Not too long ago, till the 18th century the village was a lively unit where people of every walk of life lived and practiced their trade. People belonging to all the four groups of occupation as defined in the caste system, whether it is the priest, teacher, or soldier, law and order provider or the business man, farmer, or the worker, artisan considered the village worthy of living inspite of the political clout of the towns and cities. The village economy thrived and became the bedrock of culture, religion, art, science, commerce and warfare. Every event or every individual that became popular in the kingdom germinated from a humble village. Every tiny village became the primary block for collection of land revenue and implementation of policies from the court of the king. Food for the population proceeded from the village and still does but then the voice of the village which once upon a time found resonance in the highest court of the kingdom is no longer given an ear. The Panchayat system of local governance had its base in the village and this age old concept still find itself in vogue today.
It is disheartening to observe the total disintegration of the village. Today everything in the village is crumbling down. There is hardly any sight of hygiene and modernity seen in villages now because nobody is interested in staying in the village for long. Most of the members in a village are seniors who have no option to go anywhere else or are far too attached to their land. The expression on their face is pitiable because one can see the signs of despair and defeat. The people of the middle age and the youth have mostly migrated to the towns and cities in pursuit of better education and believing there upon a better future. The people toiling in the farms are probably migrant labours or people who have obtained a leave of absence from their factories to work in the farm and who would move back after the harvest. Over the past decades people have learnt and after comparison between the rural and urban life have opted for the latter. They prefer the hard life of the slums in some town or city rather than the open air of the village because it holds promise of a better future. Life in the village is primarily based on agriculture which without irrigation is only a seasonal activity, involving a lot of hard manual work and unlimited perspiration, and the final remuneration in monetary terms is just not enough to cover the input cost and provide a decent living. One of the reasons why irrigation development does not happen is because funds are diverted to provide for infrastructure in towns and cities. The village community which lives on agriculture to feed itself and the crowds in the towns and cities cannot secure a comfortable life for itself and neither can it visualize a comfortable life in the future. There is no government support in terms of fair policies and neither is there any compassion from the people living in towns and cities who ironically though are entirely dependent for food. As though the town and city population look down upon the villagers, they invariably tease the villagers to join them. This has been happening for long now and one day there would be no one living and willing to live in the village.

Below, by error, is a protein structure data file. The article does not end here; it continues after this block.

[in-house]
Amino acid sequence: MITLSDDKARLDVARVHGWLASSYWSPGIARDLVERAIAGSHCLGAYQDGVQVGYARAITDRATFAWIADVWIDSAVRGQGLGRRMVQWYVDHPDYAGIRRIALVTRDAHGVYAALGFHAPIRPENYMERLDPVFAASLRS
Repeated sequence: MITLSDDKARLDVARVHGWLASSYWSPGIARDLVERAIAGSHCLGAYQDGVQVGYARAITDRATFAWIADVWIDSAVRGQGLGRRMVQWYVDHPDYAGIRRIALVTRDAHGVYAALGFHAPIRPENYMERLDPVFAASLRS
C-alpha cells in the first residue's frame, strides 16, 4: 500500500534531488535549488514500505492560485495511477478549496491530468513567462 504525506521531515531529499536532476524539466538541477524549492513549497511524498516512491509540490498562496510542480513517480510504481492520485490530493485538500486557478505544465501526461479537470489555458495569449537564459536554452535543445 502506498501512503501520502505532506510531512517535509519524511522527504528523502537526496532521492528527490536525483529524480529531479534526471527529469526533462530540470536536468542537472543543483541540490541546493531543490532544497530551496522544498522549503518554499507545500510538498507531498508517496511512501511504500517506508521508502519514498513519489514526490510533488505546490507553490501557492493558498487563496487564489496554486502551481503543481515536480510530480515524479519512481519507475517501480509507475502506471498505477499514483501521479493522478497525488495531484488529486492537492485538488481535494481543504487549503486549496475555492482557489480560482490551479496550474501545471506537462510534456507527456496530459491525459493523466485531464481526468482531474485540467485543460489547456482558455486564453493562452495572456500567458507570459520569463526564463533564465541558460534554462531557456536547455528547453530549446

Who will protect them against the vagaries of nature, who will support them with a comfortable life after a hard days’ work, who will remunerate them enough to make the whole effort worthwhile, who will make them feel that it is not a thankless occupation? Who cares for the humble villagers anyway?
One day in the future we would see that major corporate houses purchase all the agricultural land available in the country, shift their employees from towns and cities to villages, provide them with decent housing, lifestyle and salaries, mechanize the entire process of farming, bargain with the government for better irrigation systems and then hoard the produce to sell them at optimum profits. That would then be called urbanizing the village.